How did old cars measure speed?

So, considering that the first cars in the world did not have a speedometer, how could they even measure how fast they were going?

Well, for starters, they did not measure the speed of their cars because they didn’t need to at that time. 

That’s because the earliest versions of the automobiles available to the public were not even that fast, to begin with.

For example, Benz’s car had a top speed of 10 miles per hour, which isn’t even marginally faster than how fast an average man can run.

And because that is the top speed, you would expect that the average speed of the earliest cars was not even close to 10 miles per hour.

Another reason why there was no reason for them to measure speed was due to the fact that laws regarding the speed of automobiles were yet to be conceived back then.

It was only in 1901—one year before the speedometer was invented—that Connecticut became the first state to implement a law that regulated automobile speed, which was 12 miles per hour in cities and 15 miles per hour on country roads. 

As such, before the speedometer and before speed laws became mainstream, there was no reason for people to know how fast they were going.

The speed of a vehicle was yet to become an issue for them at a time when cars weren’t that fast and when states were not yet looking to regulate motor vehicle speeds.

When did cars first get speedometers?

Even though the first speedometer for a car was introduced back in 1902, it was only in 1910 that cars began to have speedometers as part of their standard instruments.

This was several years after more states began adopting speed laws as cars were beginning to become faster and faster.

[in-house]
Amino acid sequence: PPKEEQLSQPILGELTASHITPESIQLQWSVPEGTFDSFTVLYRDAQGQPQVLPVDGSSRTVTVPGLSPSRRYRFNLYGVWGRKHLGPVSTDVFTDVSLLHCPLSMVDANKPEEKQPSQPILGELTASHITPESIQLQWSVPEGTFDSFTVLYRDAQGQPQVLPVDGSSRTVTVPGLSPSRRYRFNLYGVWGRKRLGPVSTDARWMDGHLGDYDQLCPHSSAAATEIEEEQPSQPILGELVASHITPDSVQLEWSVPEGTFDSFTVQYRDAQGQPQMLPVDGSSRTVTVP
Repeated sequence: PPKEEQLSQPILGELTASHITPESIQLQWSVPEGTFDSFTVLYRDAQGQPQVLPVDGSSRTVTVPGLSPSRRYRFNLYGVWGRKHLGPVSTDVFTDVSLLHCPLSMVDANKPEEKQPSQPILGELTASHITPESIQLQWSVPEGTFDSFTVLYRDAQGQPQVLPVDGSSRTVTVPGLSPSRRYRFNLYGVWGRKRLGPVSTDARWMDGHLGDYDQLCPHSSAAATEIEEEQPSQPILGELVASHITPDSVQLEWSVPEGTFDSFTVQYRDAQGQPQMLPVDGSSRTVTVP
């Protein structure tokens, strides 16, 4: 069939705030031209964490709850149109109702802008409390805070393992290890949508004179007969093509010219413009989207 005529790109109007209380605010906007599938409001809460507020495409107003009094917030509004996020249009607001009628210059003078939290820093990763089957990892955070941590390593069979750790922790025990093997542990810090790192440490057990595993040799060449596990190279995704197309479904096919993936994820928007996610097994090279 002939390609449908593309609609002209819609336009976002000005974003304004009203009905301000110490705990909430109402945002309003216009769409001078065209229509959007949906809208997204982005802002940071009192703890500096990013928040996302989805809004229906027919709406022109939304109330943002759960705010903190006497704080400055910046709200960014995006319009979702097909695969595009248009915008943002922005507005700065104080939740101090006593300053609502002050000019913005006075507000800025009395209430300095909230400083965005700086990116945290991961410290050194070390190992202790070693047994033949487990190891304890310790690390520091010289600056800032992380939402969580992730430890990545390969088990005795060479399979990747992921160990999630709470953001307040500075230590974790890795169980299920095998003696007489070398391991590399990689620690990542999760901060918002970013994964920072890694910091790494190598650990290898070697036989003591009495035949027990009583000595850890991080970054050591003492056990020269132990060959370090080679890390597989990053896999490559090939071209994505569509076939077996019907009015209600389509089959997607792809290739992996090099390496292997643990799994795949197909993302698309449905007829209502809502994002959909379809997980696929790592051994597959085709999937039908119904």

Of course, the first mass-produced assembly-line car was unveiled in 1908 by the Ford company. It was only two years later that it became required for cars such as the ones that Ford mass-produced to have speedometers. 

It was easy to understand why the speedometer was becoming more important not only because the entire country was already implementing speed laws but also because cars such as the Ford Model T were becoming faster as well.

The 1908 Model T actually sported a speed of 45 miles per hour, which is already fast enough to the point that people needed a way for them to know how fast they were going or else they would end up violating speed limit laws.

Who made the first speedometer?

The first speedometer that eventually became the kind of speedometer that cars from the 1910s onwards used was invented by a German engineer named Otto Schulze, who patented that technology back in 1902.

Schulz’s speedometer used the basic principles of magnetism.

It used a cable that was connected to a magnet that had a balanced copper cup, which was also attached to the pointer that you could see in the speedometer. 

The way the speedometer worked relied on eddy currents, which were produced when the magnet rotated near the copper or aluminum cup. After that, a magnetic field will be produced, and that is when the magnet will begin to exert a torque on the cup to move it together with the speedometer pointer it was attached to. As such, the speedometer needle was moving and rotating due to the magnetic field produced by the magnet.